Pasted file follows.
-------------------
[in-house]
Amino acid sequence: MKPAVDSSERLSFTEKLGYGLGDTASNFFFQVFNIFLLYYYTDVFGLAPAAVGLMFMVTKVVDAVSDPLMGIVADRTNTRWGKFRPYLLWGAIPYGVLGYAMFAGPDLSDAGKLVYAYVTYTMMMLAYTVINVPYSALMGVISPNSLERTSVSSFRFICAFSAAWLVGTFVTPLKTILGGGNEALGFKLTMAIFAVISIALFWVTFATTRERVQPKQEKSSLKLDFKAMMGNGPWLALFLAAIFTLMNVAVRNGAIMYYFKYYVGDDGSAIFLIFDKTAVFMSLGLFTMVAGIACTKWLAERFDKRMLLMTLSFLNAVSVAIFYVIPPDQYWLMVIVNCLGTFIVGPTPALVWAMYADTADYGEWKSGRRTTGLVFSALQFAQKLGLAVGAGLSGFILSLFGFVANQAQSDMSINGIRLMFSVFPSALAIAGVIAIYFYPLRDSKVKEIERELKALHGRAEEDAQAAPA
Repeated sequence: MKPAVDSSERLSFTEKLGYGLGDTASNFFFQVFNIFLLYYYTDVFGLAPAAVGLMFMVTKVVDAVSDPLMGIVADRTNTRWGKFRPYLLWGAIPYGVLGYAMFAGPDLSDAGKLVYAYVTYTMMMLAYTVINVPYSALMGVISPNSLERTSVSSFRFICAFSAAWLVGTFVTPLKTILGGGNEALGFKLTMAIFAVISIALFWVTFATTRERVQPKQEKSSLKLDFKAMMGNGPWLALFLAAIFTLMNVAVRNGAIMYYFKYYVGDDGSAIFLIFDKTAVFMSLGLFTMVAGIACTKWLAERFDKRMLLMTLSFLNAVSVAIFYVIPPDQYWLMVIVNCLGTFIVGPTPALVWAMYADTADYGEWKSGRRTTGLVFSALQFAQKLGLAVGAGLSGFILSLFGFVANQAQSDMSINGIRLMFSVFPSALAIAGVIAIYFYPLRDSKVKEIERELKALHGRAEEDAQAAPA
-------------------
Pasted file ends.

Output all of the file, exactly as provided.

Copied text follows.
[in-house]
Amino acid sequence: MKPAVDSSERLSFTEKLGYGLGDTASNFFFQVFNIFLLYYYTDVFGLAPAAVGLMFMVTKVVDAVSDPLMGIVADRTNTRWGKFRPYLLWGAIPYGVLGYAMFAGPDLSDAGKLVYAYVTYTMMMLAYTVINVPYSALMGVISPNSLERTSVSSFRFICAFSAAWLVGTFVTPLKTILGGGNEALGFKLTMAIFAVISIALFWVTFATTRERVQPKQEKSSLKLDFKAMMGNGPWLALFLAAIFTLMNVAVRNGAIMYYFKYYVGDDGSAIFLIFDKTAVFMSLGLFTMVAGIACTKWLAERFDKRMLLMTLSFLNAVSVAIFYVIPPDQYWLMVIVNCLGTFIVGPTPALVWAMYADTADYGEWKSGRRTTGLVFSALQFAQKLGLAVGAGLSGFILSLFGFVANQAQSDMSINGIRLMFSVFPSALAIAGVIAIYFYPLRDSKVKEIERELKALHGRAEEDAQAAPA
Repeated sequence: MKPAVDSSERLSFTEKLGYGLGDTASNFFFQVFNIFLLYYYTDVFGLAPAAVGLMFMVTKVVDAVSDPLMGIVADRTNTRWGKFRPYLLWGAIPYGVLGYAMFAGPDLSDAGKLVYAYVTYTMMMLAYTVINVPYSALMGVISPNSLERTSVSSFRFICAFSAAWLVGTFVTPLKTILGGGNEALGFKLTMAIFAVISIALFWVTFATTRERVQPKQEKSSLKLDFKAMMGNGPWLALFLAAIFTLMNVAVRNGAIMYYFKYYVGDDGSAIFLIFDKTAVFMSLGLFTMVAGIACTKWLAERFDKRMLLMTLSFLNAVSVAIFYVIPPDQYWLMVIVNCLGTFIVGPTPALVWAMYADTADYGEWKSGRRTTGLVFSALQFAQKLGLAVGAGLSGFILSLFGFVANQAQSDMSINGIRLMFSVFPSALAIAGVIAIYFYPLRDSKVKEIERELKALHGRAEEDAQAAPA